A **numeral** is a symbol that represents a number — for example, 2 or 1729. A collection of such symbols is known as a *numeral system* or *system of numeration* (or, less formally, a *number system* — although the latter term technically has a different meaning).

Please see our list of number names and symbols for a table of numerals and corresponding number names in different languages.

## The Natural numbers

Given a set of at least two digits, any natural number can be uniquely represented as a string of digits, with the leftmost digit being non-zero. That is, if is a set of digits, digits in can be used to represent (in base-) any natural number. The idea behind such representation follows from the following proposition:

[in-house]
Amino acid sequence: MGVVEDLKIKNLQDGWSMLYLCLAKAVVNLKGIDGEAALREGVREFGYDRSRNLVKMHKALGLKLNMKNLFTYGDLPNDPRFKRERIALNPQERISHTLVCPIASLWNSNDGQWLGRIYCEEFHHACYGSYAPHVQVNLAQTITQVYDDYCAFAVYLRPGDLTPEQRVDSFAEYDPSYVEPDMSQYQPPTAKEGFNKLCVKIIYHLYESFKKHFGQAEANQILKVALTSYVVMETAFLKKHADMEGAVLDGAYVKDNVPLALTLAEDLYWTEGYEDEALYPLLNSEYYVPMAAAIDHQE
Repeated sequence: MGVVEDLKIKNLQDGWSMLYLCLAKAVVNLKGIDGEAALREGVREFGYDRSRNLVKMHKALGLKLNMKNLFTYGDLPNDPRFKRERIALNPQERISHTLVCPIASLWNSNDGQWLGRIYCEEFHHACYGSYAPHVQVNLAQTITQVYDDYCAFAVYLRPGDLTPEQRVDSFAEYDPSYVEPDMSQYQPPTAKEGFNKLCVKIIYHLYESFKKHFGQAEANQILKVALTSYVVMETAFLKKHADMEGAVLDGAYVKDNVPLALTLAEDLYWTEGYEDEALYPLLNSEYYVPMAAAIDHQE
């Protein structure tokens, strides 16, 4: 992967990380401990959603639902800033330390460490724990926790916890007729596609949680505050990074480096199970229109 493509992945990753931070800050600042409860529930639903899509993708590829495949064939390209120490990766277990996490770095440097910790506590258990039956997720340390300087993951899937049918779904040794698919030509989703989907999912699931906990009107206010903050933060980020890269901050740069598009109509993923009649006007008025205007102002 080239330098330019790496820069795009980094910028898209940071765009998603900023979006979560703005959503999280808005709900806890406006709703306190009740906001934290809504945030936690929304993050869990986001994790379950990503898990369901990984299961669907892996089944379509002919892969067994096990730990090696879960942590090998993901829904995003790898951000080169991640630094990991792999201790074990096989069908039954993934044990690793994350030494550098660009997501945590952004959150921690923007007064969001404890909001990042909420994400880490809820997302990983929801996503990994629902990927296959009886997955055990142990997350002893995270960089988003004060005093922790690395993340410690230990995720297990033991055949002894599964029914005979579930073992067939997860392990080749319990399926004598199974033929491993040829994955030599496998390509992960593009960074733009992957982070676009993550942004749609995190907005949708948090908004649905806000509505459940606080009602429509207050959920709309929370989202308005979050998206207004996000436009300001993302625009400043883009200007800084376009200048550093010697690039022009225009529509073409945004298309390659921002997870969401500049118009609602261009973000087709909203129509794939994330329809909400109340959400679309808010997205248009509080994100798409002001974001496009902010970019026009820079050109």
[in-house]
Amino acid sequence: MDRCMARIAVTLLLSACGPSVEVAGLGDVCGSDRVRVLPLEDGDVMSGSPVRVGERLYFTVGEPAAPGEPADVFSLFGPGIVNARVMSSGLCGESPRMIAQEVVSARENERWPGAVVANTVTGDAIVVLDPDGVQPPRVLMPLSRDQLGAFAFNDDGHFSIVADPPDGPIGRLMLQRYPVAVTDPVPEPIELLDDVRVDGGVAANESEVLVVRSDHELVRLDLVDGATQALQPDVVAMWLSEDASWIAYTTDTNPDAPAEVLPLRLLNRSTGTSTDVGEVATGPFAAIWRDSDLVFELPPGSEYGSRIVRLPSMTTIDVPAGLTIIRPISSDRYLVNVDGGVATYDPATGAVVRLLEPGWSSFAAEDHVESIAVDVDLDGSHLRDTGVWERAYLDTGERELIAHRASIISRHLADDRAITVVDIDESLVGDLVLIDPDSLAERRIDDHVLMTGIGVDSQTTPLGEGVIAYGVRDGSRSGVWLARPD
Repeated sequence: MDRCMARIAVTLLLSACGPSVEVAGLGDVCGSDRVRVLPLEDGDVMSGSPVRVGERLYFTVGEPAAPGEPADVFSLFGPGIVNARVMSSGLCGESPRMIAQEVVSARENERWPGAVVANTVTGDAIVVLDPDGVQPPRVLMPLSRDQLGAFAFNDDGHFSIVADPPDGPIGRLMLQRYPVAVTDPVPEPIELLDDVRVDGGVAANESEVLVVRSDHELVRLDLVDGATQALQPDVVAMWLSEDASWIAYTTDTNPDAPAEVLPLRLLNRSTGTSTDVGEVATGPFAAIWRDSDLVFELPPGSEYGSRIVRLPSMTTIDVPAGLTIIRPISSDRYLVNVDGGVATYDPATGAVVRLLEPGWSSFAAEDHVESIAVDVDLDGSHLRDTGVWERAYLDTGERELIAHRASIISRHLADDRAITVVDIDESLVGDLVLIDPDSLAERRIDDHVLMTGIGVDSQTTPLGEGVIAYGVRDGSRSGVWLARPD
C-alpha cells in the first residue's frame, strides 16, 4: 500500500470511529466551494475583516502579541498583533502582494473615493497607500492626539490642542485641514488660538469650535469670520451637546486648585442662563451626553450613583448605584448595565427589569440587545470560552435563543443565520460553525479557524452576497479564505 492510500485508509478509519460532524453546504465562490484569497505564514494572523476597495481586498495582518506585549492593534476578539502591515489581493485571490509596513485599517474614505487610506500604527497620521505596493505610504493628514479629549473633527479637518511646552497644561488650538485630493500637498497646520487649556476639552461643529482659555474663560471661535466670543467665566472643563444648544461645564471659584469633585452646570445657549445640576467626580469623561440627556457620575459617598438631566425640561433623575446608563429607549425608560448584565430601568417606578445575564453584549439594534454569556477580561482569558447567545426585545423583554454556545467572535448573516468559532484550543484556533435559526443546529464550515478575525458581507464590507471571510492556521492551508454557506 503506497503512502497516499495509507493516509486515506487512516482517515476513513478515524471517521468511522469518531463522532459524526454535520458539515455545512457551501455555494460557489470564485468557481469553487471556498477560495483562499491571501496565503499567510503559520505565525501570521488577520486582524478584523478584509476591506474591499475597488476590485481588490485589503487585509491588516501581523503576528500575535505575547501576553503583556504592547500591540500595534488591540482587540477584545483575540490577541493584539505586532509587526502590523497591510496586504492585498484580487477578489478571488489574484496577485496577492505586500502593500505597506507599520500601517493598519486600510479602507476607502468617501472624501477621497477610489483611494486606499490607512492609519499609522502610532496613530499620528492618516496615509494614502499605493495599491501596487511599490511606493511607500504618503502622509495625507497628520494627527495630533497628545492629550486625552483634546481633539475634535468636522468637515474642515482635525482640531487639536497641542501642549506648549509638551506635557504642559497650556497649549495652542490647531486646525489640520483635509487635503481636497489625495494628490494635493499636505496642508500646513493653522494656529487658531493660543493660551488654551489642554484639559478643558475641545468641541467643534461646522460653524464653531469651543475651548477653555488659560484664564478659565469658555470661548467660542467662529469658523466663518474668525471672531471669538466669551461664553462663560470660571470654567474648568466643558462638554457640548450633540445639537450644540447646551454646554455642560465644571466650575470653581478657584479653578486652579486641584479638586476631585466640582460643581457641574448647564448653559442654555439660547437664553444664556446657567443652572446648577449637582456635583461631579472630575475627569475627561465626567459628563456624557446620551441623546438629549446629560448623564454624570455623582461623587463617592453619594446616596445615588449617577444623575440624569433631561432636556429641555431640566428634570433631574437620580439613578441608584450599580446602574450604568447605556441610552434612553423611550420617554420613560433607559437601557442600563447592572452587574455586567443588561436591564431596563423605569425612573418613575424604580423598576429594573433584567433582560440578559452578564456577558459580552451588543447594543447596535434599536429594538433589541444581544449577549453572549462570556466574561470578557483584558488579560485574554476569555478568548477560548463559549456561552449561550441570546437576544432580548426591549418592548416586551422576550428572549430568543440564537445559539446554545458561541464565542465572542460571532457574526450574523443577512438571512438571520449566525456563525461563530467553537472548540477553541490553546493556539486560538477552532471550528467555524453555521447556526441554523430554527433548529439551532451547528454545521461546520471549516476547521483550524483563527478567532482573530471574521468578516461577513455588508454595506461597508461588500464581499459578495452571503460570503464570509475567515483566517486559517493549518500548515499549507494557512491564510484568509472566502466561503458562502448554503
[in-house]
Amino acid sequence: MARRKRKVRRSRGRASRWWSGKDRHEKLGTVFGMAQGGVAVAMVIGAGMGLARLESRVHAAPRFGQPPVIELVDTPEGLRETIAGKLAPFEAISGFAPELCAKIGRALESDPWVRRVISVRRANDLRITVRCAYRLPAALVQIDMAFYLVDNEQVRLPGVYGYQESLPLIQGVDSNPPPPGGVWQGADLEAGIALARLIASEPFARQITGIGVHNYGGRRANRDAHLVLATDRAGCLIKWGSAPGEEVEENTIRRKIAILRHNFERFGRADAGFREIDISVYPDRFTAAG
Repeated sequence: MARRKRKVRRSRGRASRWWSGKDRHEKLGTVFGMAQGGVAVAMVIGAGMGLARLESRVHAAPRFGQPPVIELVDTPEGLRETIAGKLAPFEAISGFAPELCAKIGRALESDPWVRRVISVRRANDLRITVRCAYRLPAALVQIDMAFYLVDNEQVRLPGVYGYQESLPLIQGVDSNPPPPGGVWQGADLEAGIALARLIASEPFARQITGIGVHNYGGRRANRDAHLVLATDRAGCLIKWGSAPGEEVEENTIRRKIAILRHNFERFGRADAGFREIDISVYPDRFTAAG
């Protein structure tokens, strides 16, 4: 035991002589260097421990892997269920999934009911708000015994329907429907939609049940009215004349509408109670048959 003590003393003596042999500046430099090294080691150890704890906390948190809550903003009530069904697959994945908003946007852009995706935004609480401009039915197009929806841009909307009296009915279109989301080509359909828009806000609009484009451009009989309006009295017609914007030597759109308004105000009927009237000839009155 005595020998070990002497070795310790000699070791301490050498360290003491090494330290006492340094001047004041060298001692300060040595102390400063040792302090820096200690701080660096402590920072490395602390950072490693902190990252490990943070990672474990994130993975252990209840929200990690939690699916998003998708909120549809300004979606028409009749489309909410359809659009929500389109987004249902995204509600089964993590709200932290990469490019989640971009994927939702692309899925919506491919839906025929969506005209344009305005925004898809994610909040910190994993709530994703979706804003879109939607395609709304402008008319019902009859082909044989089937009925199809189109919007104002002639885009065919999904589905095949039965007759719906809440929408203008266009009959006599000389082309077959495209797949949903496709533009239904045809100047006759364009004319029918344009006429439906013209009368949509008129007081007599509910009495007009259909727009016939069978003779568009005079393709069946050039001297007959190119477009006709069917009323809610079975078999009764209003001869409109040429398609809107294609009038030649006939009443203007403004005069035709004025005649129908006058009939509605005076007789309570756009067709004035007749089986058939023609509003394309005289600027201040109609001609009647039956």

Let be a natural number greater than 1. For any non-zero natural number M, there exists a unique natural number (representing the number of digits) and a finite sequence (representing the digits themselves) such that:

- for each ;
- , so that the leading digit is non-zero;

Then as has digits, there is a one-to-one pairing between the digits and the set of natural numbers that are less than .

Using the equality , we can conceptualize the representation as the concatenation: , where each is the digit in representing .

### Common Numeral Systems

- The decimal system, using , is default decimal system used in everyday life.
- The binary system, using , used in computer science.
- The hexadecimal system, using , also used in computer science.